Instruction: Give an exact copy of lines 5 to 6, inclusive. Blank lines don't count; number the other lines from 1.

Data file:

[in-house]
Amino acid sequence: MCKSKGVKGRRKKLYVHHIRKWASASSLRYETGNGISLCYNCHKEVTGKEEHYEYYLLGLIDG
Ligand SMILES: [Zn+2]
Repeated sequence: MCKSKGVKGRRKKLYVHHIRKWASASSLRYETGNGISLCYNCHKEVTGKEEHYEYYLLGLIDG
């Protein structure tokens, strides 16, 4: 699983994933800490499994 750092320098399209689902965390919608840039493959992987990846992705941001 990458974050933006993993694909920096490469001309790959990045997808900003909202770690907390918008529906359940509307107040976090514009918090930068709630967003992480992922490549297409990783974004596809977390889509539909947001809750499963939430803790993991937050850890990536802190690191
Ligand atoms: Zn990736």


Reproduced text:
């Protein structure tokens, strides 16, 4: 699983994933800490499994 750092320098399209689902965390919608840039493959992987990846992705941001 990458974050933006993993694909920096490469001309790959990045997808900003909202770690907390918008529906359940509307107040976090514009918090930068709630967003992480992922490549297409990783974004596809977390889509539909947001809750499963939430803790993991937050850890990536802190690191
Ligand atoms: Zn990736």